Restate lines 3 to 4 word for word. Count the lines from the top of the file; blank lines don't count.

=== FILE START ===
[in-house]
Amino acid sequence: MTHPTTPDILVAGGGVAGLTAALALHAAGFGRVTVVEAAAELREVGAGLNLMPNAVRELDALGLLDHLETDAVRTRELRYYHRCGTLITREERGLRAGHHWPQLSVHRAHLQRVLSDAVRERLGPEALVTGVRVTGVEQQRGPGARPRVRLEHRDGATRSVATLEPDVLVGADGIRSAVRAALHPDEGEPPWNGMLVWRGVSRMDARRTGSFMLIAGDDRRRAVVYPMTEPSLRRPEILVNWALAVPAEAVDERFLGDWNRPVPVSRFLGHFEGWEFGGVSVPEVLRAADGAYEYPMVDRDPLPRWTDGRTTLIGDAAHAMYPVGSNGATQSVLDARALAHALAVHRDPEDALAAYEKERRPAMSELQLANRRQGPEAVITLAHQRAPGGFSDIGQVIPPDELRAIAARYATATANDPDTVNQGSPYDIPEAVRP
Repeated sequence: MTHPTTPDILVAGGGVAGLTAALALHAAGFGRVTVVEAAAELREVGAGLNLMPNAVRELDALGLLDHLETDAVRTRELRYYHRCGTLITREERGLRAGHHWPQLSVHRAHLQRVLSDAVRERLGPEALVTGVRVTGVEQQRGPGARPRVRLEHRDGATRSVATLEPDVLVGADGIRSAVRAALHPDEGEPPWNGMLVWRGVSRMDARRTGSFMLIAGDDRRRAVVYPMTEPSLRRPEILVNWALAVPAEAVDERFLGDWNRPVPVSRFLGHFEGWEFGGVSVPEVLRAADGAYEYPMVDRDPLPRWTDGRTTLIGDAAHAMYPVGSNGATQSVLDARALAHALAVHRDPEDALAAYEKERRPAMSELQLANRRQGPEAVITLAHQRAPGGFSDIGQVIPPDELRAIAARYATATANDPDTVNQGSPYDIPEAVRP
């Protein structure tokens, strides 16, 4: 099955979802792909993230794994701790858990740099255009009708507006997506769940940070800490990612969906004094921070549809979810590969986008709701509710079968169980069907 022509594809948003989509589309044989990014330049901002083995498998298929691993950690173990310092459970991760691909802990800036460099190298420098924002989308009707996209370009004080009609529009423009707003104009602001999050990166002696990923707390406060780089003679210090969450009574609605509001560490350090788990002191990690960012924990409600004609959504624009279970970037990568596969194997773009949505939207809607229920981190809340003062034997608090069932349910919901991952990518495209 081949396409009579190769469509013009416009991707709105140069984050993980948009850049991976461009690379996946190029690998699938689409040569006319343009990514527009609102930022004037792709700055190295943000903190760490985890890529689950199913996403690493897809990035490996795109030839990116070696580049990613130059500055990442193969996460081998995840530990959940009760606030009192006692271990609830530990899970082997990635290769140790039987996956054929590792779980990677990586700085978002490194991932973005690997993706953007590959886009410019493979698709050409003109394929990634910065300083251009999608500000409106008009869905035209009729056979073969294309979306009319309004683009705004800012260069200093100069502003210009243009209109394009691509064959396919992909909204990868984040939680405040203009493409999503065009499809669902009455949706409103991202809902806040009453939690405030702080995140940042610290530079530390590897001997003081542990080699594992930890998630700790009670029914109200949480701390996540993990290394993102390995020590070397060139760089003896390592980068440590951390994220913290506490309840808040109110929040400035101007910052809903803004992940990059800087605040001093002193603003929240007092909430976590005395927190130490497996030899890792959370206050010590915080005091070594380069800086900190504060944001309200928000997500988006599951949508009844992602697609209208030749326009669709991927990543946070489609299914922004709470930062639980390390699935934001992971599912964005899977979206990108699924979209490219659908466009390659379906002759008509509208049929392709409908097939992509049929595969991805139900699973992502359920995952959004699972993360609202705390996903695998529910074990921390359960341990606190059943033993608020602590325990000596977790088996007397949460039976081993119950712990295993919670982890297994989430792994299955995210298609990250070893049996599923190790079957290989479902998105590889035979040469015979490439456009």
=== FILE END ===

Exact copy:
Repeated sequence: MTHPTTPDILVAGGGVAGLTAALALHAAGFGRVTVVEAAAELREVGAGLNLMPNAVRELDALGLLDHLETDAVRTRELRYYHRCGTLITREERGLRAGHHWPQLSVHRAHLQRVLSDAVRERLGPEALVTGVRVTGVEQQRGPGARPRVRLEHRDGATRSVATLEPDVLVGADGIRSAVRAALHPDEGEPPWNGMLVWRGVSRMDARRTGSFMLIAGDDRRRAVVYPMTEPSLRRPEILVNWALAVPAEAVDERFLGDWNRPVPVSRFLGHFEGWEFGGVSVPEVLRAADGAYEYPMVDRDPLPRWTDGRTTLIGDAAHAMYPVGSNGATQSVLDARALAHALAVHRDPEDALAAYEKERRPAMSELQLANRRQGPEAVITLAHQRAPGGFSDIGQVIPPDELRAIAARYATATANDPDTVNQGSPYDIPEAVRP
């Protein structure tokens, strides 16, 4: 099955979802792909993230794994701790858990740099255009009708507006997506769940940070800490990612969906004094921070549809979810590969986008709701509710079968169980069907 022509594809948003989509589309044989990014330049901002083995498998298929691993950690173990310092459970991760691909802990800036460099190298420098924002989308009707996209370009004080009609529009423009707003104009602001999050990166002696990923707390406060780089003679210090969450009574609605509001560490350090788990002191990690960012924990409600004609959504624009279970970037990568596969194997773009949505939207809607229920981190809340003062034997608090069932349910919901991952990518495209 081949396409009579190769469509013009416009991707709105140069984050993980948009850049991976461009690379996946190029690998699938689409040569006319343009990514527009609102930022004037792709700055190295943000903190760490985890890529689950199913996403690493897809990035490996795109030839990116070696580049990613130059500055990442193969996460081998995840530990959940009760606030009192006692271990609830530990899970082997990635290769140790039987996956054929590792779980990677990586700085978002490194991932973005690997993706953007590959886009410019493979698709050409003109394929990634910065300083251009999608500000409106008009869905035209009729056979073969294309979306009319309004683009705004800012260069200093100069502003210009243009209109394009691509064959396919992909909204990868984040939680405040203009493409999503065009499809669902009455949706409103991202809902806040009453939690405030702080995140940042610290530079530390590897001997003081542990080699594992930890998630700790009670029914109200949480701390996540993990290394993102390995020590070397060139760089003896390592980068440590951390994220913290506490309840808040109110929040400035101007910052809903803004992940990059800087605040001093002193603003929240007092909430976590005395927190130490497996030899890792959370206050010590915080005091070594380069800086900190504060944001309200928000997500988006599951949508009844992602697609209208030749326009669709991927990543946070489609299914922004709470930062639980390390699935934001992971599912964005899977979206990108699924979209490219659908466009390659379906002759008509509208049929392709409908097939992509049929595969991805139900699973992502359920995952959004699972993360609202705390996903695998529910074990921390359960341990606190059943033993608020602590325990000596977790088996007397949460039976081993119950712990295993919670982890297994989430792994299955995210298609990250070893049996599923190790079957290989479902998105590889035979040469015979490439456009």